Why? Well, let’s start with a date nearly everybody knows. 1066. William the Conqueror arrives from France and before you know it is King of England (this blog isn’t about the minutiae of that topic – you can read those elsewhere). The Welsh, well, to be honest, they didn’t really notice. Their Chroniclers are still dealing with the fallout from the death of Gruffydd ap Llywelyn “King of the Britons” who had been assassinated three years previously.

During Christmas 1085, William commissioned a survey of the land he held and of the people living on it. Originally it was known as the Winchester Roll / the King’s Roll or the Book of the Treasury, but by 1180 it was known as the Domesday Book.

The western edge of William’s land holdings was, to be honest, a little blurry. Wales, certainly in the North, had not been ‘conquered’. A little singed and plundered, yes. But not conquered. At the time the Surveyor’s for the roll / book passed through, some places were under new control, and Eyton provides an excellent example. The entry covers Trevalyn, Eyton and Sutton Green. This is an area approximately 14km (8 miles) long and 5km (3 miles) wide. Importantly for my research the Surveyor’s list 2 ‘enclosures’ or ‘hays’. The full entry can be found here http://www.domesdaymap.co.uk/place/SJ4148/sutton/ and explains what it all means at the same time.

The Surveyor’s role was to record items of value, so an enclosure for the capture and control of deer (which is what a ‘hay’ is) would have been recorded. Just because of where it is in Wales doesn’t necessarily mean the invading Normans or the previous neighbours next door, the Anglo – Saxons, built it.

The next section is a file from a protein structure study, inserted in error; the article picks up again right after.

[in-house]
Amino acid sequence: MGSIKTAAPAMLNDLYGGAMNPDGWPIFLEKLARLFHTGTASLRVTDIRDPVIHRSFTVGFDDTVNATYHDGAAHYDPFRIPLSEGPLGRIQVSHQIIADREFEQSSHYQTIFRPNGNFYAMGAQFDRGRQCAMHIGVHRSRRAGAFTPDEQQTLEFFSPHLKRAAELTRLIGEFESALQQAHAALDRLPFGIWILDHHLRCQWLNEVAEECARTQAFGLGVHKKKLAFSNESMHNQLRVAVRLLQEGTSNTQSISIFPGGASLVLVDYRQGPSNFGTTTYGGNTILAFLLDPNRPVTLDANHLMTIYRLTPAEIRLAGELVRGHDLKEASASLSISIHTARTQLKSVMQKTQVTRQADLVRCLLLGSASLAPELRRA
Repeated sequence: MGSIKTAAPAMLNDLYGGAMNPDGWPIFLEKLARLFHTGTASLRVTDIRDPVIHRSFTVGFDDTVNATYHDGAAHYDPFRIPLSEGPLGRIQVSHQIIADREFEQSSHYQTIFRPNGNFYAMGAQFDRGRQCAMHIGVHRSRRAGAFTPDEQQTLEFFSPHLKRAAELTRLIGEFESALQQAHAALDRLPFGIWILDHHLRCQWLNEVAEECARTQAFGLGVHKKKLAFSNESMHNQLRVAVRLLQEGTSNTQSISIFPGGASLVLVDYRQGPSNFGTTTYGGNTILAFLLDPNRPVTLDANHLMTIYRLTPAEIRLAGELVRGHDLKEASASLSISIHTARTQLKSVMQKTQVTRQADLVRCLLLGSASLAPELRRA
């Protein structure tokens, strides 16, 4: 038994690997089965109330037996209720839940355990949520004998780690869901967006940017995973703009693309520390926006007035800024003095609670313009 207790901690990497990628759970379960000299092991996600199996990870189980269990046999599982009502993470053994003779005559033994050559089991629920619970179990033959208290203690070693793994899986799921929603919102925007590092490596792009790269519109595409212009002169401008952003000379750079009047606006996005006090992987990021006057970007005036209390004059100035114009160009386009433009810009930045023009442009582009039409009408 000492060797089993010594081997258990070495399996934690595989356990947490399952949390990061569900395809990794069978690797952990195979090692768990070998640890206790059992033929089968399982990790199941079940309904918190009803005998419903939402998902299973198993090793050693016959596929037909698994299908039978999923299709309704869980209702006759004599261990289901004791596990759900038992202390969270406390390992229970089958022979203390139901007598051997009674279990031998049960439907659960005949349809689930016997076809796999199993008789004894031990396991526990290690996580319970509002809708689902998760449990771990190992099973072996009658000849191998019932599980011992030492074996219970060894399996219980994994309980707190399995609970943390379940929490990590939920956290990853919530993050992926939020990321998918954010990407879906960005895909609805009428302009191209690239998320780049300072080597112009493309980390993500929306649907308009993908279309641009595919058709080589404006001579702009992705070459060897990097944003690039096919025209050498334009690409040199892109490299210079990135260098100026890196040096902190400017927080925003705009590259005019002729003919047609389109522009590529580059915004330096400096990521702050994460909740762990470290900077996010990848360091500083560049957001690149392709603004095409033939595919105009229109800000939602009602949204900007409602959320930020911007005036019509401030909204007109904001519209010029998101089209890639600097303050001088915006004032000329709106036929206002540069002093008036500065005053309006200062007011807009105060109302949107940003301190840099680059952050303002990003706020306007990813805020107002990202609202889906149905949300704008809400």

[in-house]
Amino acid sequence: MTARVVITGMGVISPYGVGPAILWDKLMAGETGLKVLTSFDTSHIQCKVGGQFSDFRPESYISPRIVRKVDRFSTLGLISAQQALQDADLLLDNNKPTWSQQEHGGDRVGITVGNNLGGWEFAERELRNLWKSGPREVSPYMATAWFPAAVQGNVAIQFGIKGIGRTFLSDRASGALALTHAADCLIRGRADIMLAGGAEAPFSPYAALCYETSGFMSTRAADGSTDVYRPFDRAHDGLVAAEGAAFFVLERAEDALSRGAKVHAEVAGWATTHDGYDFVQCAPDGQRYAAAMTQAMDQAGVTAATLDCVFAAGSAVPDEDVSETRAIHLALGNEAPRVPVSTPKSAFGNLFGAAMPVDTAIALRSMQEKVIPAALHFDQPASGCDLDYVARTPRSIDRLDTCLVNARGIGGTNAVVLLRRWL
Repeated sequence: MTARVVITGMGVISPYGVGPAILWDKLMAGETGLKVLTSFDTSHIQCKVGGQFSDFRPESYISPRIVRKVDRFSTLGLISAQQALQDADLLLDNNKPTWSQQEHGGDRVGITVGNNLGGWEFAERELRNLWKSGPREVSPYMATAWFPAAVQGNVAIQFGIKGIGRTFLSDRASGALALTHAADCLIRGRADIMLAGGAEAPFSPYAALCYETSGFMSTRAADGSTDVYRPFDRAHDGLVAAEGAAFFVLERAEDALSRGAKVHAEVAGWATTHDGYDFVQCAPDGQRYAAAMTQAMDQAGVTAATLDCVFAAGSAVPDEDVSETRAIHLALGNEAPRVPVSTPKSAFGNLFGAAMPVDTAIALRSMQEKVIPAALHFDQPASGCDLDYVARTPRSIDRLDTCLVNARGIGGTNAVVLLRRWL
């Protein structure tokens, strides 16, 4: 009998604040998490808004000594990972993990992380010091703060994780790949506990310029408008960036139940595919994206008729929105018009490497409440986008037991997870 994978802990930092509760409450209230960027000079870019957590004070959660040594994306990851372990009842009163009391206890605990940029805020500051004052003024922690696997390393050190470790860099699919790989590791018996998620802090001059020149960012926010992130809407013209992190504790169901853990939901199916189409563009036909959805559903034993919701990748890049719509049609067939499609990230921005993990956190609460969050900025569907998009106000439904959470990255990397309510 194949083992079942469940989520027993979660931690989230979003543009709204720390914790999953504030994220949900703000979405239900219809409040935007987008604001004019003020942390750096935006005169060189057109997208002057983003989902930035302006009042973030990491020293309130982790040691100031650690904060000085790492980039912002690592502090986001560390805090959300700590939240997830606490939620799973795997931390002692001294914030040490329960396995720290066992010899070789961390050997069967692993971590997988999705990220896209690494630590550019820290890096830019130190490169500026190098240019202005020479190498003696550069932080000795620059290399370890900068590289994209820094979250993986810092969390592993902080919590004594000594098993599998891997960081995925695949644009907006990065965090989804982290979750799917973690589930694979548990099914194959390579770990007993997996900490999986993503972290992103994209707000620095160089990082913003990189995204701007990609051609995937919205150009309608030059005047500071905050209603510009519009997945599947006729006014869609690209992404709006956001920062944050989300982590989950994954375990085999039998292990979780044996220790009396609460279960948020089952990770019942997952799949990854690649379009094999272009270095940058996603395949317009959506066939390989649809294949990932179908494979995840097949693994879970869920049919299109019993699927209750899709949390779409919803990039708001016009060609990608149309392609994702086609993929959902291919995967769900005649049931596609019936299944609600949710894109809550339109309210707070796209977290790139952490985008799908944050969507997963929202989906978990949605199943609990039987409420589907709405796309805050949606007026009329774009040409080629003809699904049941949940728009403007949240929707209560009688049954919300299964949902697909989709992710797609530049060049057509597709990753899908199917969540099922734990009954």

So. The medieval historians are aware of a deer enclosure in Eyton. Are any other academic disciplines like to have encountered it? Well, yes. The academics studying medieval Welsh poetry were aware of two poems by different authors mentioning ‘Eytun’ http://www.dafyddapgwilym.net – Poem 154 is by the very famous and very, very funny Dafydd ap Gwilym and is one of the examples.

Documents survived from 1269 and 1270 discussing who the park belonged to and how it should be divided up on the death of its owner. Parish historians had identified that Parc Eyton was a distinct landholding during their research into the Tithe Maps (a map of a parish or township, prepared following the Tithe Commutation Act 1836. This act allowed tithes to be paid in cash rather than goods. The map and its accompanying schedule gave the names of all owners and occupiers of land in the parish) produced in the early 19th century.

First archaeological record of Parc Eyton? 2004. http://www.coflein.gov.uk/en/site/308744/details/PARK+EYTON%2C+PARK%2C+RUABON/

First Map of Parc Eyton which shows the original boundaries and suggests how large the landholding eventually became? Last Week. I made it.